As of this very moment, I’ve pulled 675 Tweets out of the cacophony that is Twitter, and branded them as “the chosen few”.
I’ve given the fleeting, temporary text certain permanence and eternal life. If you don’t know what I’m referring to, look at any tweet, and look at the little transparent star sitting to the right; it represents one of the most underutilized, yet potentially most powerful components to the social web: the Favorites feature on Twitter.
The truth is, anyone can “Like” something. But when you’re their “Favorite”, it’s special.
Social bookmarking has been a utilitarian phenomenon of the democratized Web for years now (not for myself, particularly, but still…), but for some reason, Twitter users haven’t yet fully embraced this function of the service. This could be attributed to any one of a few reasons including confusion, lack of awareness, or maybe it’s that usage occasion has been undefined and there isn’t a clear value exchange.
Before we analyze the why, I’d like to recount my experience (visualize this a la the Windows 7 spots): one day while casually perusing Twitter using its official mobile app, I was inspired to succumb to my “Follow binge”, a bimonthly expedition where I aggressively hunt for new people to Follow. However, before tapping the Follow button on my first catch, and agreeing to further chisel away at my already dwindling attention, the one thing that I curiously put my eye to was the ability to tap into the user’s list of Favorite tweets, which was conveniently located immediately below the user’s stream of total Tweets. [Insert late pass here]
The next thing that happened was epic, and one of the enlightening occurrences in my Twitter existence- I spent an hour lurking through tons of my potential users’ Favorites. My preferred news source Favorites. The Favorites of my influential/interesting friends. The Favorites of people who I don’t follow, but follow me nonetheless. Some Tweets were informative and piqued my interest, while some Tweets failed to illustrate a reason as to why on Earth they’d be anyone’s Favorite. Then I proceeded to notice the disparity in use that exists. Some users, like me, rely on the function to bookmark the content that provides relevance in the form of education or entertainment so I could get back to it later and potentially share. On the other hand, I was surprised to find that some of the more savvy Twitter users, specifically the content publishers, had 0 or 1 Favorites marked. This contradicted with my assumption that they, of all user types, would be incentivized to encourage people to discover the most relevant Tweets curated by them. Then it hit me that Favorites haven’t hit critical mass, and although it seems we’re inching there, there are some things that need to occur.
So how do we, the people, add a sense of purpose to allow the Power of the Favorite to truly shine through? For starters…
- We Will Define. The rules of engagement, that is. The suggestion for how Favorites be treated should naturally come from the almighty Twitterati, but ultimately result in the larger community approving and adopting, similar to the way the service itself had matured. (For me, at least, Twitter began as a conversational mechanism, and has since evolved into a “rich source of instant information”. Wait, what?)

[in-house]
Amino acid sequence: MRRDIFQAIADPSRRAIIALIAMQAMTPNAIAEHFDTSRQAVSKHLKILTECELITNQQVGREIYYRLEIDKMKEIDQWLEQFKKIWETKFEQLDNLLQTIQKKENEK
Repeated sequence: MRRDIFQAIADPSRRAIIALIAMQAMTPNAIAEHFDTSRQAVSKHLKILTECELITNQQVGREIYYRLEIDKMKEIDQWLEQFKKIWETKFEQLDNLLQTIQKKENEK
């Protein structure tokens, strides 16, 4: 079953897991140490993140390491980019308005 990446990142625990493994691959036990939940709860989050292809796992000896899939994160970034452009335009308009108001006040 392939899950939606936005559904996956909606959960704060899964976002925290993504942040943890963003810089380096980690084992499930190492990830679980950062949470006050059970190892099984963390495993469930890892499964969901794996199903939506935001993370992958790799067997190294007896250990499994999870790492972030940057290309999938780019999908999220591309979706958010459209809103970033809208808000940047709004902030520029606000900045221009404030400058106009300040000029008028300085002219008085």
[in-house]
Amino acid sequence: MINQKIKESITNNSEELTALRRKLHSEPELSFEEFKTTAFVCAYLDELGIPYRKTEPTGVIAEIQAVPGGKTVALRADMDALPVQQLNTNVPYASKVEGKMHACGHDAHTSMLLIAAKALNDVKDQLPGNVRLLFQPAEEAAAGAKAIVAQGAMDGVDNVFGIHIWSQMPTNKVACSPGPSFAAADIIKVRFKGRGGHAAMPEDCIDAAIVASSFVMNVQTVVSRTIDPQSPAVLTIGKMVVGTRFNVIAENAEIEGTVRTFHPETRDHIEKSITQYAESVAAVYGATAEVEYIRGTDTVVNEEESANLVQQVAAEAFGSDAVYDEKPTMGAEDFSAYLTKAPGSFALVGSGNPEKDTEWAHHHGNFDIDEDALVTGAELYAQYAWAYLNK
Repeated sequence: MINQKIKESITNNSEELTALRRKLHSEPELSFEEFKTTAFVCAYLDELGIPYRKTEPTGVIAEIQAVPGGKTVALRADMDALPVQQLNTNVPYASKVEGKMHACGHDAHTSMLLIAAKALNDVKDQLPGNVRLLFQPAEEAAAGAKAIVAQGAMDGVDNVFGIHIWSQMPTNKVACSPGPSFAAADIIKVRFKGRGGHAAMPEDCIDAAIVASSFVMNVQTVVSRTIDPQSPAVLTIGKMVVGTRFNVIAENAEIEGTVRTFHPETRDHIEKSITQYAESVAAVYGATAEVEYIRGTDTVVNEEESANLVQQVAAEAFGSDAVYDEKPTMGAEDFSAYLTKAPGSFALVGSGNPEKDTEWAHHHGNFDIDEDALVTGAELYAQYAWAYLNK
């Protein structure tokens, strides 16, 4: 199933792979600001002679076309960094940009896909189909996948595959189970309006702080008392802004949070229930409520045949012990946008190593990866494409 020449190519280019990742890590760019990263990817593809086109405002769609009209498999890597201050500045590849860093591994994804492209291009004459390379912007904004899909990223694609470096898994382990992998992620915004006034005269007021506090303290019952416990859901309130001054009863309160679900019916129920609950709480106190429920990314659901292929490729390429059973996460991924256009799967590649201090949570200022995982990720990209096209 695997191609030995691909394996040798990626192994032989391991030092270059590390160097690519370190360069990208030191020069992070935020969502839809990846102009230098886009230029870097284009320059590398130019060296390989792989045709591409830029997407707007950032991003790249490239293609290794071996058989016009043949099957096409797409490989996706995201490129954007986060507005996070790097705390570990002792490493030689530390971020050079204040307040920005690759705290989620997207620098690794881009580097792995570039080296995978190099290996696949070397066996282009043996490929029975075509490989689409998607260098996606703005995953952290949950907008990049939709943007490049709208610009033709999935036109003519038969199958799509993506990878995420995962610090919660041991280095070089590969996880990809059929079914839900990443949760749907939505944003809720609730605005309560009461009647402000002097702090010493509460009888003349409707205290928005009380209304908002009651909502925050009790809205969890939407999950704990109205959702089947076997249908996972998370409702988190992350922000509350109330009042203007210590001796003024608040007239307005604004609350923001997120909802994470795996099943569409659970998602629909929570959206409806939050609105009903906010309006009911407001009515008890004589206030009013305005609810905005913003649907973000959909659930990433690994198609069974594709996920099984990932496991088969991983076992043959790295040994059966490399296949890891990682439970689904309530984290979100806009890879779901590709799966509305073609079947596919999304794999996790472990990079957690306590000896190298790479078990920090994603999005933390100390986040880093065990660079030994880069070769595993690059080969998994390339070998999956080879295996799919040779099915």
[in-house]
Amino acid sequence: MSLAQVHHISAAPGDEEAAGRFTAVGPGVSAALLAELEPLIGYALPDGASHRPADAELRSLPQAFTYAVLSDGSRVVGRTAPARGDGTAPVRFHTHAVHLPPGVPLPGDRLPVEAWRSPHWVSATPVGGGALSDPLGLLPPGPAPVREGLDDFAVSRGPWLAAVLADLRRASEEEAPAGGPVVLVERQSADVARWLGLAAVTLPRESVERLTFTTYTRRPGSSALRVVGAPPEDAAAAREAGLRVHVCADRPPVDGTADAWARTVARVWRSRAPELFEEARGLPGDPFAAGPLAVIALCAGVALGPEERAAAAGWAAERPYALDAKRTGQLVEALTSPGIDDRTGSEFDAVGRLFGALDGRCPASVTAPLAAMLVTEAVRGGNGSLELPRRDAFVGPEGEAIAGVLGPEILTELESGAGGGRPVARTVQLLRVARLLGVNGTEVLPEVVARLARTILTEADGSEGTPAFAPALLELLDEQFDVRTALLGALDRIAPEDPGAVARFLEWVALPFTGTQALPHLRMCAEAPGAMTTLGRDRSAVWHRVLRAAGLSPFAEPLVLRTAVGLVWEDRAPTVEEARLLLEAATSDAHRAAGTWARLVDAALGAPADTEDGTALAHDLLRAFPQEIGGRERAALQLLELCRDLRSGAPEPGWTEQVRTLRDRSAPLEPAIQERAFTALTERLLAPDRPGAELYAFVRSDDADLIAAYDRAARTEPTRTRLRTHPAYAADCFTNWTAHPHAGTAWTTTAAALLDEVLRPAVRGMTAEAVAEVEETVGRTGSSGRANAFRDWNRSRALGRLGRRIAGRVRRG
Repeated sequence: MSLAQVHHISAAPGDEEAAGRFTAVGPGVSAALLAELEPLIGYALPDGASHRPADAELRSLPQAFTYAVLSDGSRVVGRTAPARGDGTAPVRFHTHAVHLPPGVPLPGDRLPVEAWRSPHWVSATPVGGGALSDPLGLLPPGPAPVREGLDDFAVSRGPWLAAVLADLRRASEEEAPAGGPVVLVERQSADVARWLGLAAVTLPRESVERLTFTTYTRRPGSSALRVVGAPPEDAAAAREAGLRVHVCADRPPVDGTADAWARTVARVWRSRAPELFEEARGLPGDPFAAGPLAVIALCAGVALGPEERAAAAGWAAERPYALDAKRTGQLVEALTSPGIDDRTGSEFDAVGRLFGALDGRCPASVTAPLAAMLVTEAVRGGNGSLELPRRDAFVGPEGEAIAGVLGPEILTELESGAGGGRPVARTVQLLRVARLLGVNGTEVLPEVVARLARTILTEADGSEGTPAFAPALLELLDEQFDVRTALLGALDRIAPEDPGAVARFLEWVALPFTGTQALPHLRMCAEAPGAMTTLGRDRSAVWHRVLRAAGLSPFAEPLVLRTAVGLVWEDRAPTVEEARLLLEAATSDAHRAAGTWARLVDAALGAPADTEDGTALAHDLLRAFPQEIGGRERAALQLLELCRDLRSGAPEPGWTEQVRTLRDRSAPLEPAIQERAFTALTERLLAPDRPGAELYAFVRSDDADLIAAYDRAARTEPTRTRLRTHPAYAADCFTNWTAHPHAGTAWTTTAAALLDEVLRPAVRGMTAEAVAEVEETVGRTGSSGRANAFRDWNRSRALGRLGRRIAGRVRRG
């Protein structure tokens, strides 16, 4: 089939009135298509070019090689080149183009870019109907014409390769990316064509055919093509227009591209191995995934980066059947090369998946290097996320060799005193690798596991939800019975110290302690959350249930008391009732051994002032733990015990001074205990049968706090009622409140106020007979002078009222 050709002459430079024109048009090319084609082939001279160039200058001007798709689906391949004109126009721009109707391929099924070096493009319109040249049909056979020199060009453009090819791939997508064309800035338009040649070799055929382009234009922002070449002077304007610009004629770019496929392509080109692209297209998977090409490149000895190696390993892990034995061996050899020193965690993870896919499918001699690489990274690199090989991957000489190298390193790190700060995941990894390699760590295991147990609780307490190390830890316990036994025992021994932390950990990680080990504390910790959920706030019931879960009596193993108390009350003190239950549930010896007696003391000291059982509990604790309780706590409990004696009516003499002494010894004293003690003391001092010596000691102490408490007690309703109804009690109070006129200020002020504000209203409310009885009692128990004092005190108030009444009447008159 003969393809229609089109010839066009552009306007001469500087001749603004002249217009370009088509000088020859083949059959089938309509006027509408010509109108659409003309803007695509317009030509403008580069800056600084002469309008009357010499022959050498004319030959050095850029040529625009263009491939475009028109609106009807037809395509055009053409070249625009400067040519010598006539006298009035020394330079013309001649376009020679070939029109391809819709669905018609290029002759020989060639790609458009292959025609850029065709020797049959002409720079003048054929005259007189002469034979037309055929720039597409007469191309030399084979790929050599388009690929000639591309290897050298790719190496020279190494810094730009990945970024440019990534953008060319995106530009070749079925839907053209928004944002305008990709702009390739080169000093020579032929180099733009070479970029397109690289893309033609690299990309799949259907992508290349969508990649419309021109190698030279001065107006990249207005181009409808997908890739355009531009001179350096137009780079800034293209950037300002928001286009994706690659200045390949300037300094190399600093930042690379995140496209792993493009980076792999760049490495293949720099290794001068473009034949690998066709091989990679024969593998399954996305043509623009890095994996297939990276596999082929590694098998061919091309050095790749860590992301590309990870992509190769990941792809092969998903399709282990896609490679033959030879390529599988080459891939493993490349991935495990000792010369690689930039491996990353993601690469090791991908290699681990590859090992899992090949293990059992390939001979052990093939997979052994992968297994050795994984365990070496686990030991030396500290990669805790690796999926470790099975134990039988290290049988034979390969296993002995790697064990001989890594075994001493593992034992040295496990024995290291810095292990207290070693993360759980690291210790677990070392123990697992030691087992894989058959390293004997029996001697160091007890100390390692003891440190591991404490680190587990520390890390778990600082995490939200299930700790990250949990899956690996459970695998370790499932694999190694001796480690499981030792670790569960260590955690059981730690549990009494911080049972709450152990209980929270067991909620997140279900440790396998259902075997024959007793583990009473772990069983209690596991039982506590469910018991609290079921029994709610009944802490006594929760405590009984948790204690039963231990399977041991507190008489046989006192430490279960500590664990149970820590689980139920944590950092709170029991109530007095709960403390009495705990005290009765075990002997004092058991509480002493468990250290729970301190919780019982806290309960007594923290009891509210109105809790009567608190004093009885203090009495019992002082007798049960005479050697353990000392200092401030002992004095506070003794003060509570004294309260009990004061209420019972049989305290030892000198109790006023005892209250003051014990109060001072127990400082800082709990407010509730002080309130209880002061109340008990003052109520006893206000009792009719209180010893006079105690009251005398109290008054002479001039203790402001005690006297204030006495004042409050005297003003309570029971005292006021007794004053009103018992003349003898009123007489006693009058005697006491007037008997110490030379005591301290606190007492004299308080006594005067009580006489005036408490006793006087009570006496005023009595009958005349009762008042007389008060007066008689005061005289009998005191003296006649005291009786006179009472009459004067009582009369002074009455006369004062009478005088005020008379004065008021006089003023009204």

- We Will Develop. Once holistic awareness sets in, and more users begin indulging, it’d be interesting to see some applications that augment influential Favorites. Many strategists and analysts place so much emphasis on the Retweet as the key measure of influence, but negate the amount to which that Tweet was Favorite-ed. If applications and Twitter clients were developed whose purpose it was to purely monitor and display Favorites from influential sources, Twitter could potentially evolve into a much richer, more meaningful place by illustrating its potential as brain trust.
Reorganizing data through a controlled mechanism always has a funny way of being the catalyst of new perspective, forcing users to alter their behavior- hopefully resulting in an increased propensity to interact. Once activated and popularized, these Twitter clients could be result in the tipping point of The Favorite.
Data. Access. Permanent.
So, assuming this thing gets up-and-running, its implications for the consumer are bright. For example, once I’m conditioned to lurk within the Favorite lists of my choice publishers, I’ll have comfort in knowing that at any given moment their living database of recommended links and Tweets deemed could be updated, giving me access to the best of the best (and random). If the same links were amplified by the same handle via sporadic Retweets, there’s a good chance that I would’ve missed them.
Another implication for the Favorite is in the behavioral side of things. The advent of Favoriting can make people more conscious of the content that they post, a theme that ties into my last post about the road to increased accountability and personal curation. If I, as a savvy Twitter user, understand that all it takes to make something potentially damaging to my reputation permanent is simply the click/tap of a star, I’ll eventually become more mindful of what I put out.
Regardless of everything, I strongly encourage you to begin using the Favorite button, and to lurk within the Favorites of your friends, and of some random people. Not only is it a good exercise to prepare for what’s to come, but I’m sure you’ll be led to some content that could be valuable, entertaining, or potentially creepy…
Image Credit: Pewari Naan